Real estate pivoting: shockingly bad to shockingly good
Real estate is big business in Sussex County. In addition to the generational changes that come with life and death, and the associated buying and selling of properties that are the traditional backbone of the industry, Sussex County is also a retirement and resort mecca. Properties turn over relatively quickly. Some agents have made a career out of selling the same houses many times, whether for rentals, second homes or retirement homes.
No wonder the Sussex County Association of Realtors counts more than 1,500 Realtor members in its ranks. And that doesn’t include dozens more licensed agents in Sussex not affiliated with the association.
But, as strong as the real estate market is in Sussex, how well is the industry doing in this time of coronavirus?
After talking with several real estate people this week with lots of experience in this market, a solid consensus has emerged. In simple terms: When the coronavirus took hold in March, the situation looked shockingly bad. Now, more than two months in, the situation looks shockingly good.
Hear about it in their own words:
Debbie Reed with RE/MAX in Rehoboth Beach: “At first we were in shock. There was not much happening. But the longer people were quarantined, the more time they spent online looking at properties. Now things are pretty active. People want a place to get away to.”
Bill Lingo of Jack Lingo Realtor in Rehoboth: “Through May and the first week of June, in terms of rentals, we’ve been dealing – and will be dealing – with damage control. People changing their minds about coming, wanting their money back. But it’s changing now, with sales and rentals.”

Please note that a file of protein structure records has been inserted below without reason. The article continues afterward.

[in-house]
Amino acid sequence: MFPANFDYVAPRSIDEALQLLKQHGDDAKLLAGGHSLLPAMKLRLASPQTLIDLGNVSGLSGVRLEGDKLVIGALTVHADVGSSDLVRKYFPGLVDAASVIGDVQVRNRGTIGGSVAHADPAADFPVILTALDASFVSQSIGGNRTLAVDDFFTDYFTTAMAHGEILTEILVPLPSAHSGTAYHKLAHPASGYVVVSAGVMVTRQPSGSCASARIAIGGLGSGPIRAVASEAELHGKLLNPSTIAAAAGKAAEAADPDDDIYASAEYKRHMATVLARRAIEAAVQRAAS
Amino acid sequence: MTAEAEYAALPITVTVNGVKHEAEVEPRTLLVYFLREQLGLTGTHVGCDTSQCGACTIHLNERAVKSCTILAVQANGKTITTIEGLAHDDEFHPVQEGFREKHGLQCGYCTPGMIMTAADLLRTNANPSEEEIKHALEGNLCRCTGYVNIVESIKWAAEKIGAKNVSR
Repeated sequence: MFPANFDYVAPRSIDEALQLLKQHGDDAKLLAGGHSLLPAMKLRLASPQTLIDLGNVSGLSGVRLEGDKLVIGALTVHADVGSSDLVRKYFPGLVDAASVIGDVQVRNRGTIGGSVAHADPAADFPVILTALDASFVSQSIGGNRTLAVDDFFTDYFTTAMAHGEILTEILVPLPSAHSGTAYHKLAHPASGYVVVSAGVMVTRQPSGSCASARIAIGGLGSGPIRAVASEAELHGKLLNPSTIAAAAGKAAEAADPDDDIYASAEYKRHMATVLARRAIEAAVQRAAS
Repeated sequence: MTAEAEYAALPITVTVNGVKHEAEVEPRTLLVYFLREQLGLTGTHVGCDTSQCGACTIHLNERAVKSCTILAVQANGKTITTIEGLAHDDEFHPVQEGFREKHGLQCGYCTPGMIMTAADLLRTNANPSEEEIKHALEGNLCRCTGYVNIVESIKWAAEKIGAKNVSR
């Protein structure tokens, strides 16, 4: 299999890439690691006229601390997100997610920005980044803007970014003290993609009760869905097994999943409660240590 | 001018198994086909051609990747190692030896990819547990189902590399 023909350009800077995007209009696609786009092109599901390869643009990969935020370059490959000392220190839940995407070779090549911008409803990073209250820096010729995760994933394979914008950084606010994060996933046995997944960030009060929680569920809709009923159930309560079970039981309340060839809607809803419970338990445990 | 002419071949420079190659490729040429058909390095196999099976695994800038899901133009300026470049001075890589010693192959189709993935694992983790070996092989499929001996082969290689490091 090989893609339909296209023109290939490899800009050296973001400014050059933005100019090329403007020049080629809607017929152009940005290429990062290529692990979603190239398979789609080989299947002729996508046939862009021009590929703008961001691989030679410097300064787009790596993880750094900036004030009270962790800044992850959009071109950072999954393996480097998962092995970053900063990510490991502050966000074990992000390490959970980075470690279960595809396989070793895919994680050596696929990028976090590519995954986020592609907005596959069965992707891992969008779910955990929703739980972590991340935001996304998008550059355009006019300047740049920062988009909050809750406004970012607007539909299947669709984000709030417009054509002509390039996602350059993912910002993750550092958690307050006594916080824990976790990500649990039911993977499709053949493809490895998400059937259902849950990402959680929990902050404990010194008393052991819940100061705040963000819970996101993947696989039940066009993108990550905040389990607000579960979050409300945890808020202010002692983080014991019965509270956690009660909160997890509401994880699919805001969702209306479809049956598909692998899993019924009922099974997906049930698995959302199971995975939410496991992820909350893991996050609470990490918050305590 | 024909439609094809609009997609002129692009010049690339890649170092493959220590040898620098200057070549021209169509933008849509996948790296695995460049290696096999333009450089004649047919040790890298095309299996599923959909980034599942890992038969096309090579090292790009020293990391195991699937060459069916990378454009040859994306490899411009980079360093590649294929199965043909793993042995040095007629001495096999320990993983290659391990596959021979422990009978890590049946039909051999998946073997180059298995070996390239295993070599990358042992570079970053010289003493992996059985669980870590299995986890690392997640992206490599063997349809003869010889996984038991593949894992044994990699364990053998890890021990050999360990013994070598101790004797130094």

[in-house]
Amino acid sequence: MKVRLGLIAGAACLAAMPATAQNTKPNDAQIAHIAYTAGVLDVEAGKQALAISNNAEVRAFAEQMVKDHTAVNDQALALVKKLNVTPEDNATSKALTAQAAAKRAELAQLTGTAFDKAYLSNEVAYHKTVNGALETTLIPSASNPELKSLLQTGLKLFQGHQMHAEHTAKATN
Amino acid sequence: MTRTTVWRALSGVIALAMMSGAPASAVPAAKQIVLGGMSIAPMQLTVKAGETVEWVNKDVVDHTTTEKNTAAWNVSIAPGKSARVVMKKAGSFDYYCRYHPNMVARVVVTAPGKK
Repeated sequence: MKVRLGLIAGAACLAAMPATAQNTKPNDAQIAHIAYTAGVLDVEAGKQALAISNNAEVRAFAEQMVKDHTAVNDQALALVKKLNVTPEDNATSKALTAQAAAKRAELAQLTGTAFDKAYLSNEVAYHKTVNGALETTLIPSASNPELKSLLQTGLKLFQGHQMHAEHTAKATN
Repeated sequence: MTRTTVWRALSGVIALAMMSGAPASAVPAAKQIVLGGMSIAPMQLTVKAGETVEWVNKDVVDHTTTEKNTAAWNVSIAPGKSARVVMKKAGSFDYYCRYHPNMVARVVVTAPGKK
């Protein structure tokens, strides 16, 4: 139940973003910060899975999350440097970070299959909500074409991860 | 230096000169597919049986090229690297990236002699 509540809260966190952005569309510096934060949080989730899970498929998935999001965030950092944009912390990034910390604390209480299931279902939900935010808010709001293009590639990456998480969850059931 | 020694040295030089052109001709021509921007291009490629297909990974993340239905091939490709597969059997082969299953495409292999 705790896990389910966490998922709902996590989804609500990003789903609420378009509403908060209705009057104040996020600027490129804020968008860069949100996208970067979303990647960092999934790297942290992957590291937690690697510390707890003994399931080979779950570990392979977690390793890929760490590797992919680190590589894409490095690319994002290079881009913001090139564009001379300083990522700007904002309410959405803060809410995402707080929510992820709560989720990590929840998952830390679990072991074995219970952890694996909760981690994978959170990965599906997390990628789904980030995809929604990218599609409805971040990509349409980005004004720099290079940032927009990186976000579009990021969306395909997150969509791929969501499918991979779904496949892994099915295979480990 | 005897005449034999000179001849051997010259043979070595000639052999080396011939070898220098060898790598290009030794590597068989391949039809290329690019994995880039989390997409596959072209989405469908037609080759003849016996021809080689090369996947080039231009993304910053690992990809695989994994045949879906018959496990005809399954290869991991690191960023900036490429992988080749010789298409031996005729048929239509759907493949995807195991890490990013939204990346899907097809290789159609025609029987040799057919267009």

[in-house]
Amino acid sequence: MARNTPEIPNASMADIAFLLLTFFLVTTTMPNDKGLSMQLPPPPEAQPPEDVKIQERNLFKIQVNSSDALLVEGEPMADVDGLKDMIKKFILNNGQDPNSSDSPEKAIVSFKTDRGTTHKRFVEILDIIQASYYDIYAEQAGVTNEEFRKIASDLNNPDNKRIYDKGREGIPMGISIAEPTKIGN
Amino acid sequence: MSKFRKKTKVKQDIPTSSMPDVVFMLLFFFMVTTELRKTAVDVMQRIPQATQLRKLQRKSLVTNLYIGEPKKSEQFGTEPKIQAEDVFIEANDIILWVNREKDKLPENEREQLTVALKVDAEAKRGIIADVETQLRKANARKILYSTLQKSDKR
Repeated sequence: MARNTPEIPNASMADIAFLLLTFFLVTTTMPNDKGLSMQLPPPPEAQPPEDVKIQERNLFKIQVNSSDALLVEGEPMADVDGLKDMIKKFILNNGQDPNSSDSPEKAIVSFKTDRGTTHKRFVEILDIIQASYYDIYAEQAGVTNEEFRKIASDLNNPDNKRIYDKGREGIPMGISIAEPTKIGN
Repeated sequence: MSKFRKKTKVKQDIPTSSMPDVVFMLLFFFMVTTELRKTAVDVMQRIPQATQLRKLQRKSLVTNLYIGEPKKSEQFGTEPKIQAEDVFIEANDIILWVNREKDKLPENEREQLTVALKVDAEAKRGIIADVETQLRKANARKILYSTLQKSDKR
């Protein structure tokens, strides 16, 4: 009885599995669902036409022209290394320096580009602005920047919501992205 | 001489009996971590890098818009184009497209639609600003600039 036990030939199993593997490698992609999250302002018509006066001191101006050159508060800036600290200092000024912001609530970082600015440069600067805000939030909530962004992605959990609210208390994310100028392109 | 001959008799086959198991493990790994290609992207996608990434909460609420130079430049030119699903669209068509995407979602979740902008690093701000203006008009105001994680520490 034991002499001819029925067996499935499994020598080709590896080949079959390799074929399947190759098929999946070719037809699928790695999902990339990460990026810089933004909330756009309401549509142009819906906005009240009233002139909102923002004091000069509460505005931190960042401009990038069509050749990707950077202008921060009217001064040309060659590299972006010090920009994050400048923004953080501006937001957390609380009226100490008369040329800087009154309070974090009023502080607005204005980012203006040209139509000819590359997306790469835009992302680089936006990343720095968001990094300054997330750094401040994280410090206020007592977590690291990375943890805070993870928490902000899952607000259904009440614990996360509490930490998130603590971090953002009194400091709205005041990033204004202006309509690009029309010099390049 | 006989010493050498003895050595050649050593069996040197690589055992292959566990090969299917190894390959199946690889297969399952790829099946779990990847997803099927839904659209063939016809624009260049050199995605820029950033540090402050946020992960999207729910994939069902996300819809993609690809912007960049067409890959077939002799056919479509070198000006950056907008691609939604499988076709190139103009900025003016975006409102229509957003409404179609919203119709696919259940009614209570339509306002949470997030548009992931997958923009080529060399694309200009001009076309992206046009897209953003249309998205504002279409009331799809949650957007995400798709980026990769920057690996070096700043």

LeeAnn Wilkinson with Berkshire Hathaway HomeServices Gallo in Lewes: “In the first three or four weeks of the virus, when we typically have about 30 or 40 showings on a weekend, it dropped off to about four per weekend. Things looked really bad. Now there don’t seem to be as many rule followers. People are getting out and looking.”
Kathleen Schell with Ocean Atlantic Sotheby’s: “I was really scared about what was happening. In April, pendings were way down. No one could come. The five-year listing average in Sussex is about 3,300. This year that dropped to 2,395. But then things started to change. Now there’s a sense of urgency in the market that I haven’t seen before.”
Bruce Plummer of Coldwell Banker in Lewes: “For a time, the out-of-state travelers couldn’t come, whether they were looking for a rental or to relocate. That definitely impacted sales.”
Andrew Ratner, Berkshire Hathaway HomeServices Gallo in Rehoboth Beach: “”We took a big hit with the rental ban. We were giving money back. Then people were delaying coming, concerned about the virus. But that has subsided now. They’re not as concerned as they were.”
Patricia Anderson, chief executive officer of SCAOR: “There’s a real reduction in inventory. Some have taken listings off the market temporarily, for a multitude of reasons. Some sellers are still living in their homes but are waiting for things to calm down because they’re not sure what things will be like when they do sell. And then, in places like Rehoboth where there are a lot of second homes that people may have been trying to sell, they’re reconsidering based on what’s happening. Some are seeing themselves stuck in the city, and they don’t want to be in that situation again. They want the security of being able to remove themselves if they need, so they might decide to hold on to something they were thinking about selling.”